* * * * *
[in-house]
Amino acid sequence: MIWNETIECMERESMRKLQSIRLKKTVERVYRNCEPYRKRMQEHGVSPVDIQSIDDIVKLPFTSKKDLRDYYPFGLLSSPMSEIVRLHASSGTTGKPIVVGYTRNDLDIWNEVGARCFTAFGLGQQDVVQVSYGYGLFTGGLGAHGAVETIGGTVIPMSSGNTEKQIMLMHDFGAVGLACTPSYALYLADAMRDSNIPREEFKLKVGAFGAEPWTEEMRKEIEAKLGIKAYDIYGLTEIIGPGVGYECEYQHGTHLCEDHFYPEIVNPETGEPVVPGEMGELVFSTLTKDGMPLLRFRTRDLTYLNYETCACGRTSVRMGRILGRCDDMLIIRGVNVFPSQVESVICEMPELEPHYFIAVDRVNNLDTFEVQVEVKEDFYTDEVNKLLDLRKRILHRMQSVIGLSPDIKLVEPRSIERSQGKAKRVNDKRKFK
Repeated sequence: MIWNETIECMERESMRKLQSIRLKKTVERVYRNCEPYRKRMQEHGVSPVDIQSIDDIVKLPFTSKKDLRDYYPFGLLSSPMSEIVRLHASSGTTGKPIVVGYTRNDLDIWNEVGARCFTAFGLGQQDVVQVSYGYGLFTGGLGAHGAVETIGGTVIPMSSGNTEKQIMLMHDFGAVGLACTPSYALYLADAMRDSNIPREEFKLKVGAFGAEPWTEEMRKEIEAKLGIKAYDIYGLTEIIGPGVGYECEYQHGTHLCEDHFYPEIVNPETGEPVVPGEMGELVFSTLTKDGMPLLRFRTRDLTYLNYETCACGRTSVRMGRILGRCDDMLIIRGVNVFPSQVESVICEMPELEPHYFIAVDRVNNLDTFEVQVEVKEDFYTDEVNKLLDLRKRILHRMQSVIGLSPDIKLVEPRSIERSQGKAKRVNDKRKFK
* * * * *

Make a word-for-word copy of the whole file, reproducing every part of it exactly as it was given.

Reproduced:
[in-house]
Amino acid sequence: MIWNETIECMERESMRKLQSIRLKKTVERVYRNCEPYRKRMQEHGVSPVDIQSIDDIVKLPFTSKKDLRDYYPFGLLSSPMSEIVRLHASSGTTGKPIVVGYTRNDLDIWNEVGARCFTAFGLGQQDVVQVSYGYGLFTGGLGAHGAVETIGGTVIPMSSGNTEKQIMLMHDFGAVGLACTPSYALYLADAMRDSNIPREEFKLKVGAFGAEPWTEEMRKEIEAKLGIKAYDIYGLTEIIGPGVGYECEYQHGTHLCEDHFYPEIVNPETGEPVVPGEMGELVFSTLTKDGMPLLRFRTRDLTYLNYETCACGRTSVRMGRILGRCDDMLIIRGVNVFPSQVESVICEMPELEPHYFIAVDRVNNLDTFEVQVEVKEDFYTDEVNKLLDLRKRILHRMQSVIGLSPDIKLVEPRSIERSQGKAKRVNDKRKFK
Repeated sequence: MIWNETIECMERESMRKLQSIRLKKTVERVYRNCEPYRKRMQEHGVSPVDIQSIDDIVKLPFTSKKDLRDYYPFGLLSSPMSEIVRLHASSGTTGKPIVVGYTRNDLDIWNEVGARCFTAFGLGQQDVVQVSYGYGLFTGGLGAHGAVETIGGTVIPMSSGNTEKQIMLMHDFGAVGLACTPSYALYLADAMRDSNIPREEFKLKVGAFGAEPWTEEMRKEIEAKLGIKAYDIYGLTEIIGPGVGYECEYQHGTHLCEDHFYPEIVNPETGEPVVPGEMGELVFSTLTKDGMPLLRFRTRDLTYLNYETCACGRTSVRMGRILGRCDDMLIIRGVNVFPSQVESVICEMPELEPHYFIAVDRVNNLDTFEVQVEVKEDFYTDEVNKLLDLRKRILHRMQSVIGLSPDIKLVEPRSIERSQGKAKRVNDKRKFK